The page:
Chemistry and Life

Medicinal chemistry. Pharmacology. Toxicology. Environmental sciences.

Ceftolozane and tazobactam

Leave a comment

Ceftolozane (top) and tazobactam (bottom)

Ceftolozane (top) and tazobactam (bottom)

In writing about antibiotics recently, I wanted to know more about what exactly the pharmaceutical industry is doing currently in terms of developing new antibiotics.  Ceftolozane appears to be one of the new drugs that is nearest getting FDA approval.

Ceftolozane (CXA-201) is an antibiotic currently under development by Cubist Pharmaceuticals.  According to Cubist, it is being targeted toward treatment of complicated urinary tract infections, complicated intra-abdominal infections, and ventilator-associated pneumonia. Ceftozolane is a cephalosporin antibiotic – a class of drugs for which there are already many available.  Cephalosporins are in the broader class known as beta-lactam antibiotics.  Some types of bacteria can limit the effectiveness of beta-lactam antibiotics through the action of an enzyme called beta-lactamase.  Basically, the bacteria break up the beta-lactam chemical group, destroying its effectiveness.

Ceftolozane is being studied for use in combination with tazobactam. Tazobactam has only weak antibiotic activity itself, but it acts as an inhibitor of beta-lactamase.  It prevents the bacteria from using the enzyme to resist beta-lactam antibiotics.  So the combination is more effective and broader in scope of activity than either of the two drugs alone.  Tazobactam is already used in combination with the antibiotic piperacillin.  The combination is marketed as Zosyn in the US.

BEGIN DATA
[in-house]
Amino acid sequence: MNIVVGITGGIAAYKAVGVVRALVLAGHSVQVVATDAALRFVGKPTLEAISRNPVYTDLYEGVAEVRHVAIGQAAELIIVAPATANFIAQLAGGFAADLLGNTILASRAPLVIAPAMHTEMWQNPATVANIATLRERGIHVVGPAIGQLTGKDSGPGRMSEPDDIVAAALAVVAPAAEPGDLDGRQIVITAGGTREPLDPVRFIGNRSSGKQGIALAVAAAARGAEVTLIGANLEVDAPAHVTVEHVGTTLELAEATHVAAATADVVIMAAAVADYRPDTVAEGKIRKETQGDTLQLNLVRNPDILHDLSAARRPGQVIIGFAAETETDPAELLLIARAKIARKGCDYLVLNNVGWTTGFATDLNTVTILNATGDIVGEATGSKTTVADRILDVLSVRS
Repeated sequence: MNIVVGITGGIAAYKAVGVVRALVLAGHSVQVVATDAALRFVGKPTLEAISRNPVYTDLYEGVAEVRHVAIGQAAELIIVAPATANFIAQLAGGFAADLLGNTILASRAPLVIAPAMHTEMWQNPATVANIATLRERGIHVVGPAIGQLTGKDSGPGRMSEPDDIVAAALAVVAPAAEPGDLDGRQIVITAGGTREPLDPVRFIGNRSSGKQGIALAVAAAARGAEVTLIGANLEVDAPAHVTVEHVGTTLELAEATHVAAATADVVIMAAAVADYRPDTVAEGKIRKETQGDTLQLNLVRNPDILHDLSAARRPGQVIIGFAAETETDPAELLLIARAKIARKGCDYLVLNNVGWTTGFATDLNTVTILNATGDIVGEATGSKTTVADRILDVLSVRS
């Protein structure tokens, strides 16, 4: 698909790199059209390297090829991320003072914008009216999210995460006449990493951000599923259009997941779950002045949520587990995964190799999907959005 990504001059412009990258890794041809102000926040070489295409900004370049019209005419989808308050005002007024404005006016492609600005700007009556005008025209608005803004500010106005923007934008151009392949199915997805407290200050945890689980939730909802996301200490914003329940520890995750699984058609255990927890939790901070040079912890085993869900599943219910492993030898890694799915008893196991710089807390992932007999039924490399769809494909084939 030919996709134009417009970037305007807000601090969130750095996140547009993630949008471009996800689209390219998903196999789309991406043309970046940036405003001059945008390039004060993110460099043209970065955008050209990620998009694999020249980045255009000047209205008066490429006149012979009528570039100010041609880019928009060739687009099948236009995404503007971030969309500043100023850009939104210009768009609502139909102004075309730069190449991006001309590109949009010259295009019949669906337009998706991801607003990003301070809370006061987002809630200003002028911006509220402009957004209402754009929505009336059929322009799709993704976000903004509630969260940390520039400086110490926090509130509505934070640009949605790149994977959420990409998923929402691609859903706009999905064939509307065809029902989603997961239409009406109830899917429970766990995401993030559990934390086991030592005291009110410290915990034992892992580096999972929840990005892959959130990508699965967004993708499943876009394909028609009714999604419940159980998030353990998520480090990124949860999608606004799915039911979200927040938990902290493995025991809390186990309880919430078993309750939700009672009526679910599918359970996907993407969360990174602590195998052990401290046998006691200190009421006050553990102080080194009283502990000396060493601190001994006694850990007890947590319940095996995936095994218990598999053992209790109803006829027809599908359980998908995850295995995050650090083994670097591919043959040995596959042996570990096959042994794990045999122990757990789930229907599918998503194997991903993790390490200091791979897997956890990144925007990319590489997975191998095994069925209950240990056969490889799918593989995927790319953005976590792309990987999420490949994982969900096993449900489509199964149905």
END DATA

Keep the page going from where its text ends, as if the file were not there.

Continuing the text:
Ceftolozane looks like it is well on the way to FDA approval and it will likely be useful certain types of infections.  But it doesn’t represent a breakthrough in fighting bacteria.  It is not a novel chemical class, it doesn’t have a novel mechanism of action, and the idea of combining it with a beta-lactamase inhibitor is already proven.

Advertisements

Leave a Reply

Fill in your details below or click an icon to log in:

WordPress.com Logo

You are commenting using your WordPress.com account. Log Out / Change )

Twitter picture

You are commenting using your Twitter account. Log Out / Change )

Facebook photo

You are commenting using your Facebook account. Log Out / Change )

Google+ photo

You are commenting using your Google+ account. Log Out / Change )

Connecting to %s